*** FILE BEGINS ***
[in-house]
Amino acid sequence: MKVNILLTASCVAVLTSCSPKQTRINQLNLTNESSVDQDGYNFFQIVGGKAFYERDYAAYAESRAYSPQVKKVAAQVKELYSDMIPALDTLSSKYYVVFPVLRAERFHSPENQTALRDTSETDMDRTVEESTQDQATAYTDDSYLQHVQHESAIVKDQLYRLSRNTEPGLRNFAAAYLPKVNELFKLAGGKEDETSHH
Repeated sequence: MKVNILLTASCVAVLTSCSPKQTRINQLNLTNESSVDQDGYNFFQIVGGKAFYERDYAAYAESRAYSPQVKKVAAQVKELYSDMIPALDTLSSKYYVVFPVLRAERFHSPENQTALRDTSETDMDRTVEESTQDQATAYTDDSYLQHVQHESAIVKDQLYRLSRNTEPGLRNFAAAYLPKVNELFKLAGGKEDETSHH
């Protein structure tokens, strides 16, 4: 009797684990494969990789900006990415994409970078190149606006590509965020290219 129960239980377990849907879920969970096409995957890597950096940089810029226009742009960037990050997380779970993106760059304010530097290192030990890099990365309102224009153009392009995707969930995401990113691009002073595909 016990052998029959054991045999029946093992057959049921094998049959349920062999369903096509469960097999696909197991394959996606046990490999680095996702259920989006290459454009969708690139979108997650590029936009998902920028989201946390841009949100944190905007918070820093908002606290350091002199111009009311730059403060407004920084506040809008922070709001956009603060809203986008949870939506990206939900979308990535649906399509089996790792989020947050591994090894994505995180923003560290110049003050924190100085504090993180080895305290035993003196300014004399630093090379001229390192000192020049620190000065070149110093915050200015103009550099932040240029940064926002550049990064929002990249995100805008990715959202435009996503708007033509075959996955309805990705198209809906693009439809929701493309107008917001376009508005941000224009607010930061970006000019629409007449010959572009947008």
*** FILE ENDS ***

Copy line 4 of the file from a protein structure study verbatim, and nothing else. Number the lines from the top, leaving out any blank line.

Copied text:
């Protein structure tokens, strides 16, 4: 009797684990494969990789900006990415994409970078190149606006590509965020290219 129960239980377990849907879920969970096409995957890597950096940089810029226009742009960037990050997380779970993106760059304010530097290192030990890099990365309102224009153009392009995707969930995401990113691009002073595909 016990052998029959054991045999029946093992057959049921094998049959349920062999369903096509469960097999696909197991394959996606046990490999680095996702259920989006290459454009969708690139979108997650590029936009998902920028989201946390841009949100944190905007918070820093908002606290350091002199111009009311730059403060407004920084506040809008922070709001956009603060809203986008949870939506990206939900979308990535649906399509089996790792989020947050591994090894994505995180923003560290110049003050924190100085504090993180080895305290035993003196300014004399630093090379001229390192000192020049620190000065070149110093915050200015103009550099932040240029940064926002550049990064929002990249995100805008990715959202435009996503708007033509075959996955309805990705198209809906693009439809929701493309107008917001376009508005941000224009607010930061970006000019629409007449010959572009947008």